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 May 2, 2019

 Protecting Child Support

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I give people the benefit of the doubt before rushing to conclusions.  Every Governor’s budget upon introduction includes errors and requires technical changes so when I first learned of Governor Evers’ decision to remove the Birth Cost Recovery program, I assumed it was an honest mistake with unintended consequences.

As originally proposed, Governor Evers’ budget includes a massive decrease to county child support programs that will prevent local child support enforcement agencies from carrying out their basic functions. If the Governor’s budget were to come to fruition as proposed, local child support programs would need to lay off staff and reduce services.

Yesterday, Governor Evers’ DOA Secretary submitted the erratta (list of corrections) to the Joint Finance Committee. The erratta is a memo from the Governor’s administration to the legislature requesting corrections be made to the proposed budget to account for errors, omissions, and technical issues. I expected to see the Governor correct his mistake by removing the changes to the Birth Cost Recovery program. However, this requested correction was nowhere to be found.

As a matter of background, the state has a program called Birth Cost Recovery that requires absentee fathers of children born to women covered by Medicaid to pay a portion of the birthing cost back to the state. The amount repaid by the father depends on the birth costs, their monthly income, and regional averages of birth costs. As an example, the monthly repayment ranges from a maximum of $25 a month in Waukesha County to a maximum of $5 a month in Milwaukee County.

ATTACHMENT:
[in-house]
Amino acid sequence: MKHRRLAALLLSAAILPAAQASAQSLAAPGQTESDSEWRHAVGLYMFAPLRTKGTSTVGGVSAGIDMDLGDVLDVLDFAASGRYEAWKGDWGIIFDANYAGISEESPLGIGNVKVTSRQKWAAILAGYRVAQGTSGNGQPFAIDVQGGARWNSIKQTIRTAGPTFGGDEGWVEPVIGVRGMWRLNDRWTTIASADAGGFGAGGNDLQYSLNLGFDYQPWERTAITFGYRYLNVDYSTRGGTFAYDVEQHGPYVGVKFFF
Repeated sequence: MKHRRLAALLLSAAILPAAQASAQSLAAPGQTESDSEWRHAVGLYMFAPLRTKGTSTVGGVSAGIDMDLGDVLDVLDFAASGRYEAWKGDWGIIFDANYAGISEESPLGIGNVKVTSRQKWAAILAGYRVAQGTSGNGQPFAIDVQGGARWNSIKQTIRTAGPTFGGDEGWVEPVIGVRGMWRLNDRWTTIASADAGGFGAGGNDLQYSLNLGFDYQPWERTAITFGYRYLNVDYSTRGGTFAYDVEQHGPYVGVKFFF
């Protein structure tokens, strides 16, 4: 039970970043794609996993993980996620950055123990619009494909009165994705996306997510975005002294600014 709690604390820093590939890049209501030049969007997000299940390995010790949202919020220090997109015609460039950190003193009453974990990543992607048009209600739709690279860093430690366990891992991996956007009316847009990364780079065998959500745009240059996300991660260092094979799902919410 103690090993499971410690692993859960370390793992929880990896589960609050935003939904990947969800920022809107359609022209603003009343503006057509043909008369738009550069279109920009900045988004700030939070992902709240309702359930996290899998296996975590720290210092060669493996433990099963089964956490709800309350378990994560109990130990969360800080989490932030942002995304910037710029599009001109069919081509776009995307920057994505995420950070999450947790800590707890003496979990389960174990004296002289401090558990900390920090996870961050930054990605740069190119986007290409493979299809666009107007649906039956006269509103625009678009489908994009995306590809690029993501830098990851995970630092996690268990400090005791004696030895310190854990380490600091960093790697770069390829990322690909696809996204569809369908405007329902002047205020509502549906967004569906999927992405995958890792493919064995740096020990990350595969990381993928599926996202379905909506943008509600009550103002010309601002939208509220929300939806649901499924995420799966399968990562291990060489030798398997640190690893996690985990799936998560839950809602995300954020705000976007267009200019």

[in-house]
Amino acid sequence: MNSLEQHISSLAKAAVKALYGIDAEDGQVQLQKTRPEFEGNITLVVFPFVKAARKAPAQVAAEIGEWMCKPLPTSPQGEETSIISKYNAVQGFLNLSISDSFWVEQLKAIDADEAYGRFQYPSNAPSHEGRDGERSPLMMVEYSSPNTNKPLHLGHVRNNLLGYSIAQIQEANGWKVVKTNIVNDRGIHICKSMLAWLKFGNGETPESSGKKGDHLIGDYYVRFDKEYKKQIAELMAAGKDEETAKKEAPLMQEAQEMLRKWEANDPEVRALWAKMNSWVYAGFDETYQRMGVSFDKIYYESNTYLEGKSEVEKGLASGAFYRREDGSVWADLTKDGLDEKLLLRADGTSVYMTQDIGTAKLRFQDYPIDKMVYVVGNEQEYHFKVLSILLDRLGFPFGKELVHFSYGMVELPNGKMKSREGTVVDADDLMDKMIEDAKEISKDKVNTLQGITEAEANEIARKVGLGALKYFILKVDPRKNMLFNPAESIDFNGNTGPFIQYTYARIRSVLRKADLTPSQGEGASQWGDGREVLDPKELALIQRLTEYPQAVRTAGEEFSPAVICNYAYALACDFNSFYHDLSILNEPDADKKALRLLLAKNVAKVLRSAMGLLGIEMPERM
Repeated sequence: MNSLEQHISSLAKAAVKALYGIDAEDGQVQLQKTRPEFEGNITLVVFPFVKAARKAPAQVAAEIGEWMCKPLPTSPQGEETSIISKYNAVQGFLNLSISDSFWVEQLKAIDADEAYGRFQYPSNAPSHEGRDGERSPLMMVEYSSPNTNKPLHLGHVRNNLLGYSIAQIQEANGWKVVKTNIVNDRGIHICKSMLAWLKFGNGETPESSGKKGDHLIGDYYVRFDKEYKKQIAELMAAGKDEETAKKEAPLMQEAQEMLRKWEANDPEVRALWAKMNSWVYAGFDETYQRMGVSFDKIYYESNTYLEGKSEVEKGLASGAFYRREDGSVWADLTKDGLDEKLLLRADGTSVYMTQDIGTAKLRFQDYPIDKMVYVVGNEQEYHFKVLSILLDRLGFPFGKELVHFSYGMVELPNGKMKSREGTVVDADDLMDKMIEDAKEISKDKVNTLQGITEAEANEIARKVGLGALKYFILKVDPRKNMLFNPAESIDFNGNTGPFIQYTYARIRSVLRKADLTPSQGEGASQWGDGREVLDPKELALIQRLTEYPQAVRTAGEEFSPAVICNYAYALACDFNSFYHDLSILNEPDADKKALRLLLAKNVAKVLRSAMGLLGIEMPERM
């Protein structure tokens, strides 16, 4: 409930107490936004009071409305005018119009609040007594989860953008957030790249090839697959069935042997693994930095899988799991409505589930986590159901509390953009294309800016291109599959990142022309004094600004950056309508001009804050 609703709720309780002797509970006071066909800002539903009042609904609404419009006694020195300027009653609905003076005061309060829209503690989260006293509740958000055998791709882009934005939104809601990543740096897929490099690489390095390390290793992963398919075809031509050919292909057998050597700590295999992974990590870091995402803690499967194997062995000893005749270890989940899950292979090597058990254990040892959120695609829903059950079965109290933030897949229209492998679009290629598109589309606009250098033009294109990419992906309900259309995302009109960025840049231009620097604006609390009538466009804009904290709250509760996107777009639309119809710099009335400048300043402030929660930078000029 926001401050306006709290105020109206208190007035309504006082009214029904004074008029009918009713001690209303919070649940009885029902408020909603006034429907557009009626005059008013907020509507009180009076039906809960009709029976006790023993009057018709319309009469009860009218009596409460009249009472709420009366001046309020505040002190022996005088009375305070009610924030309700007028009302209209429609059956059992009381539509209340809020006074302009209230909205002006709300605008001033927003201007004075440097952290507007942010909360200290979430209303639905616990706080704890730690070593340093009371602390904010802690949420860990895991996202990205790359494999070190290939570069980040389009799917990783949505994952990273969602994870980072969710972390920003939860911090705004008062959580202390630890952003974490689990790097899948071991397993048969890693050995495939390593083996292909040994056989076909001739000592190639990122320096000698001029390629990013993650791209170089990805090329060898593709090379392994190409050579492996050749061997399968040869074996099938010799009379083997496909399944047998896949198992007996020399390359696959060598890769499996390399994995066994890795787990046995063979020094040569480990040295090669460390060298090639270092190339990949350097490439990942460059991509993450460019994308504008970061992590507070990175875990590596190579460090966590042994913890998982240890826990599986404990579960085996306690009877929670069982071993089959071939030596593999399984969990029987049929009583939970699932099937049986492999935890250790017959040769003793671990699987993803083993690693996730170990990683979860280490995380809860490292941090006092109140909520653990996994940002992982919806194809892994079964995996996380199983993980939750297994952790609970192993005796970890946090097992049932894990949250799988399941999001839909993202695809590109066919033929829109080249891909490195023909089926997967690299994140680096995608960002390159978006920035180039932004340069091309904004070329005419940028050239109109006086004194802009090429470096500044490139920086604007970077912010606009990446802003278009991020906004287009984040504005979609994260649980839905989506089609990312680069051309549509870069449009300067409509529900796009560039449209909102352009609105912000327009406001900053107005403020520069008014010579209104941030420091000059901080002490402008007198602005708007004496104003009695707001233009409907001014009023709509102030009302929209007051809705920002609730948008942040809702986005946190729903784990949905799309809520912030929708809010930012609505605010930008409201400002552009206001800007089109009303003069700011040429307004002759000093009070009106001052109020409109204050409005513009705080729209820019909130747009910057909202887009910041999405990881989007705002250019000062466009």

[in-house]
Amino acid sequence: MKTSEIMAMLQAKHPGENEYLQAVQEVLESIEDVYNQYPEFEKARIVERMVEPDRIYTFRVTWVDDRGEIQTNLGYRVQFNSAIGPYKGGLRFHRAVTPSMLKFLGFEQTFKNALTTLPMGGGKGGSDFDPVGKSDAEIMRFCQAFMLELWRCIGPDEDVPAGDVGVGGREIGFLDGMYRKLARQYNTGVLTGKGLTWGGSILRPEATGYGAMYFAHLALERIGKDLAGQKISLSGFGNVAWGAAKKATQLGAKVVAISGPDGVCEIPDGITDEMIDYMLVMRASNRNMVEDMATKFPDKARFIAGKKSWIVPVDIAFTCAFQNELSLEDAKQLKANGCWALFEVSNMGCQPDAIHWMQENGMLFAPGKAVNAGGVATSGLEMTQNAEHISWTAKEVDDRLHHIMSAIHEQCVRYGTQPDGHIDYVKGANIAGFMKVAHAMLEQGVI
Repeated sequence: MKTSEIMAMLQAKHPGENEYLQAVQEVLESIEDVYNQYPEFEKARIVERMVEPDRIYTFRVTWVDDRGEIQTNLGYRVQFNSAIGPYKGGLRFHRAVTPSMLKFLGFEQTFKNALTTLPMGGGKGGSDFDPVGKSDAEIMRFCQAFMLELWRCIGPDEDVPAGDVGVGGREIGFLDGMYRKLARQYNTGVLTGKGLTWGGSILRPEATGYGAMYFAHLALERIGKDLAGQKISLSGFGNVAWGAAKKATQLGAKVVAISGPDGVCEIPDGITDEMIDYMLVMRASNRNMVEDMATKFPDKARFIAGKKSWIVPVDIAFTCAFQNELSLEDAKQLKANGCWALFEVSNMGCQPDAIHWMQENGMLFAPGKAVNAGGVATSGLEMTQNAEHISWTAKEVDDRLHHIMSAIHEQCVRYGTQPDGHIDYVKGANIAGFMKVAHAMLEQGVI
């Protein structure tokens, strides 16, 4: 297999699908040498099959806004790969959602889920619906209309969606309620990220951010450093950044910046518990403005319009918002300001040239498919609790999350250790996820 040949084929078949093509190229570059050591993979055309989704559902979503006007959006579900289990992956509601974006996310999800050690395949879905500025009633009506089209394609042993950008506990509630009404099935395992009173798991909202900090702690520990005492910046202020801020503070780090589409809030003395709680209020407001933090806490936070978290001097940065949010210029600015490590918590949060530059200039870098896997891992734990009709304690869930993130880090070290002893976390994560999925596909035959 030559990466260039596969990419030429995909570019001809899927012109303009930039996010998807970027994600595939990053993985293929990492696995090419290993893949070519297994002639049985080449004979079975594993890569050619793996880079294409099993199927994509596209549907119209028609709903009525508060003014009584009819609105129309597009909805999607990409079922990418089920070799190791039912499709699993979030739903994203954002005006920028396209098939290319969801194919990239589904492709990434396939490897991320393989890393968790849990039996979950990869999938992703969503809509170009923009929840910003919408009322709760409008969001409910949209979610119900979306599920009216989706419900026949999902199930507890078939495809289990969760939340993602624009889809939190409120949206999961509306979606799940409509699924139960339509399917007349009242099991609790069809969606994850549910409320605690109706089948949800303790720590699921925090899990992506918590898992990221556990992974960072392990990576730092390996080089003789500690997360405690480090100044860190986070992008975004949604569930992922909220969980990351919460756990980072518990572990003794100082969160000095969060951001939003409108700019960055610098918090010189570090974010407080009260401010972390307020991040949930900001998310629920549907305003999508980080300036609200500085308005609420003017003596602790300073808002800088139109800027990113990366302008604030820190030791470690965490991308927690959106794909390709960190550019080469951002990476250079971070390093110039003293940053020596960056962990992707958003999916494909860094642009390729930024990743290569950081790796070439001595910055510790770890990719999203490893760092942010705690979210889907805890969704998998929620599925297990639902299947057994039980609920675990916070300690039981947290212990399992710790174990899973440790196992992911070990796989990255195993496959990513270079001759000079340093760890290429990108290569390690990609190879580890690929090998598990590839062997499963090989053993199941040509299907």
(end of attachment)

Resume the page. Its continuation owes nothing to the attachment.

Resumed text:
As you can see, the repayment program is affordable for the father but also reasonable public policy. It reminds the father that they have a child in this world for which they are responsible including reimbursing the state for costs associated with the birth of the child. Additionally, our local child support programs rely on the money collected in order to carry out basic services.

Not only does Governor Evers' proposal let these fathers off of the hook, but his elimination of the program damages county child support agencies throughout the state. The funding mechanism of the county child support system is relatively complex, but with Governor Evers’ current proposal, their funding would take a massive hit. When the money is collected from the father under the Birth Cost Recovery program, 85% of it is deposited into the Medicaid budget – assisting pregnant women, people with disabilities, and poor and needy families with their health care cost – while the other 15% is retained by the child support program. By no longer allowing our local child support enforcement agencies to collect this 15%, these agencies lose out on over $2 million in collections each year.

Governor Evers’ will claim that he coincides this cut with an overall increase to the child support budget by pointing to a general $2.25 million increase over the biennium but the overall cut to the program is still millions of dollars. The policy change represents a significant shift from the father to the taxpayer. By removing the Birth Cost Recovery program and “increasing general funding,” the child support program still inherits a $7.5 million short-fall over the biennium after accounting for the loss of federal matching dollars.